Latest round of updates aim to keep Audi’s go-faster SUV feeling fresh

What is it?

They might not seem the most natural fit, but for the past few years, Audi has been making the combination of 'performance' and 'diesel' work for much of its S-badged line-up. And while the SQ7 and SQ8 have since swapped back to petrol power, the ever-popular SQ5 continues to drink from the black pump.

The SUV received a host of visual and tech-focused upgrades late last year to coincide with the arrival of the coupé-inspired SQ5 Sportback variant, including a more aggressive bodykit, new OLED rear lights that illuminate differently based on the active driving mode, and, inside the cabin, Audi’s latest-generation infotainment system.

More important is the mechanical overhaul, which is aimed at improving both the performance and efficiency of its V6 powertrain. Forged steel pistons have replaced the outgoing car’s aluminium ones, the intercooler air intake has been shortened and fuel injectors have been made more precise to help build boost pressure faster. The 48V mild-hybrid system’s electric compressor has also been improved to provide more torque fill while the turbocharger spools up.

Overall power is slightly down from the old car's at 336bhp, putting it at a slight disadvantage to rivals like the BMW X3 M40d, but the mammoth 516lb ft of torque is now accessible across much more of the rev range - and peak power arrives earlier, too.

As before, power is sent via an eight-speed torque-converter automatic transmission to both axles, split 40:60 front to rear, with up to 70% of drive transferable to the front or 85% to the rear, based on available traction (or lack of it). 

The SQ5 sits 30mm lower than the standard Q5, although our test car did without the optional air suspension found on the pricier Vorsprung trim, riding instead on standard springs with adaptive dampers.

What's it like?

The powertrain improvements haven’t entirely eradicated turbo lag, and despite the huge torque output, it can’t match the instant shove of an EV, but the SQ5 still has impressive thrust. At just over two tonnes, this is no lightweight, but it’ll still see off 0-62mph in a shade over five seconds.

The gearbox also feels more responsive here than the standard Q5's seven-speed transmission, shifting quickly under its own terms, even on part-throttle and while in the less dynamic driving modes. Although the power band has been expanded, there’s still not much incentive to venture towards the upper end of the rev range, or make use of the steering wheel paddle shifters.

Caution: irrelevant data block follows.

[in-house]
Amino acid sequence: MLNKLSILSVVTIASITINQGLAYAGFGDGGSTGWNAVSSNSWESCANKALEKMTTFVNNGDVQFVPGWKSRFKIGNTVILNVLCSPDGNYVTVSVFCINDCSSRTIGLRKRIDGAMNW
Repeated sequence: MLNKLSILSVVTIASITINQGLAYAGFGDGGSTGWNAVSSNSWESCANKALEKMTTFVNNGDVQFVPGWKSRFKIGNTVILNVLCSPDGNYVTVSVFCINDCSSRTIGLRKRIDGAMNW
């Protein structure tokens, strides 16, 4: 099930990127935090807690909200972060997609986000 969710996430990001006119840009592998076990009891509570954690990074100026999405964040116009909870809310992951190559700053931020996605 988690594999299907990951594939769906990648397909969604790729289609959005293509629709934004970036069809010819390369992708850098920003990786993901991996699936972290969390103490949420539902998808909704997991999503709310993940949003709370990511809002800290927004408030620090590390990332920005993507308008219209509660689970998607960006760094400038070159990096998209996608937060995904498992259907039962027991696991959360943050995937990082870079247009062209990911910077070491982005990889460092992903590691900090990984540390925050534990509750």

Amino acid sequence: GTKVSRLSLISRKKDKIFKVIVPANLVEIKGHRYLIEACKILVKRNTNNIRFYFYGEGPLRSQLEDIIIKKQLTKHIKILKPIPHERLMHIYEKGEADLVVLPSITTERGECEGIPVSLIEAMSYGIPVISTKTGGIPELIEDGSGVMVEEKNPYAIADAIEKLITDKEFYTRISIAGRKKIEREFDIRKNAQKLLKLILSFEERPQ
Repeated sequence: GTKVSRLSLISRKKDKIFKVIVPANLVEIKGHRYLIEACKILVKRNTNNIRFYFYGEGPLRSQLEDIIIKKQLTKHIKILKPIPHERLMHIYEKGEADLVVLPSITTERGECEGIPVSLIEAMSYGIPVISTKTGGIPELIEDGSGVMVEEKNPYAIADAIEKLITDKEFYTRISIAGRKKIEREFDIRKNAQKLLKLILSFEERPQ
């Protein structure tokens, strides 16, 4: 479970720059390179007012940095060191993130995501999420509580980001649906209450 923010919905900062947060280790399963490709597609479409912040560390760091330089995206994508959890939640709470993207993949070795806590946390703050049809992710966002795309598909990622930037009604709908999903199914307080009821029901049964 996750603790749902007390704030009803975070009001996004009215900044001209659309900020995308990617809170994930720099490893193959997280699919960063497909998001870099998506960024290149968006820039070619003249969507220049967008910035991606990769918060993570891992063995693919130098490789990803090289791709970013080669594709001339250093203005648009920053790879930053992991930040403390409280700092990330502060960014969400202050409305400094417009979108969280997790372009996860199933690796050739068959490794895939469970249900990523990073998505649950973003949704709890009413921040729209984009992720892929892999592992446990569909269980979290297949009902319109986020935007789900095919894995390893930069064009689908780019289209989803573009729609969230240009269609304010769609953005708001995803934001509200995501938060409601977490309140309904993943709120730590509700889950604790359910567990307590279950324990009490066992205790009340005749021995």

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Less convincing is the augmented exhaust note, which is both piped into the cabin and outwardly at the rear of the car. It sounds fairly convincing inside, but can’t mask the less harmonious noise coming from under the bonnet. The engine may have the smoothness of six cylinders, yet it's still very much a diesel. There's more fakery when you get close to the four chrome-tipped exhaust pipes, which might look the part but hide the real tailpipes behind the rear bumper.


The quattro all-wheel drive system ensures there’s ample traction in all conditions, and the car controls its body movements well through corners. It’s reassuringly predictable in its reaction to your inputs, at the expense of real driver engagement. The variable ratio steering, which feels unnaturally light for low-speed manoeuvres, weights up nicely at more extreme angles but provides little in the way of feedback. 

This car is at its best as a long-distance cruiser, able to get up to speed with minimal effort and little drama. The smoothly integrated mild-hybrid system allows for engine-off coasting in Efficiency mode, and although an average fuel economy in the low 30s isn’t much to write home about, it’s still good for a country-spanning 600 miles on a cruise.

It’s surprisingly comfortable for a performance-focused machine riding on 20in alloy wheels, too. The SQ5 has a remarkably composed ride, coping well with rougher B-roads and delivering largely smooth sailing on newer Tarmac. Dynamic mode does add an extra degree of firmness, but not so much that you’ll want to swap into Comfort the moment you leave the motorway. 

Inside the cabin, front occupants will appreciate the cosy sports seats, which give an expansive view of the road ahead. Rear passengers will benefit from the SQ5’s extra head room over the swoopier Sportback variant, and the boot has a greater luggage capacity - although the difference between the two isn’t as big as you might think.

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Should I buy one?

As the wider industry embraces electrification, diesel power might be looking increasingly unglamorous, but it’s hard to deny that it still very much suits the Q5’s mile-munching demeanour.

This is a comfortable and capable point-to-point cruiser, which will happily tow two tonnes when asked. It may not be a particularly thrilling steer, even if the artificial soundtrack tries to convince you otherwise, but it’s certainly an effective one.

As to whether I’d pick one of these over its more style-led sibling? With a pre-emptive apology to any rear passengers, I’d have the SQ5 Sportback’s greater road presence every time.

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Add a comment…
harf 3 August 2021

Truly adaptive suspension surely requires no user input to switch from comfort to dynamic, adapting to how the car is being driven.

Autocar seem to use the term adaptive for suspension systems that require the user to manually change between comfort and dynamic (or sport of whatever). I'd call this variable suspension, not adaptive.

 They are therefore very different, or is that just me?

Tristan Hunt-Walker 2 August 2021

I've never been a fan of the concept of a diesel sports car. 

567 2 August 2021

Dull boring car which I haven't seen on the road in years.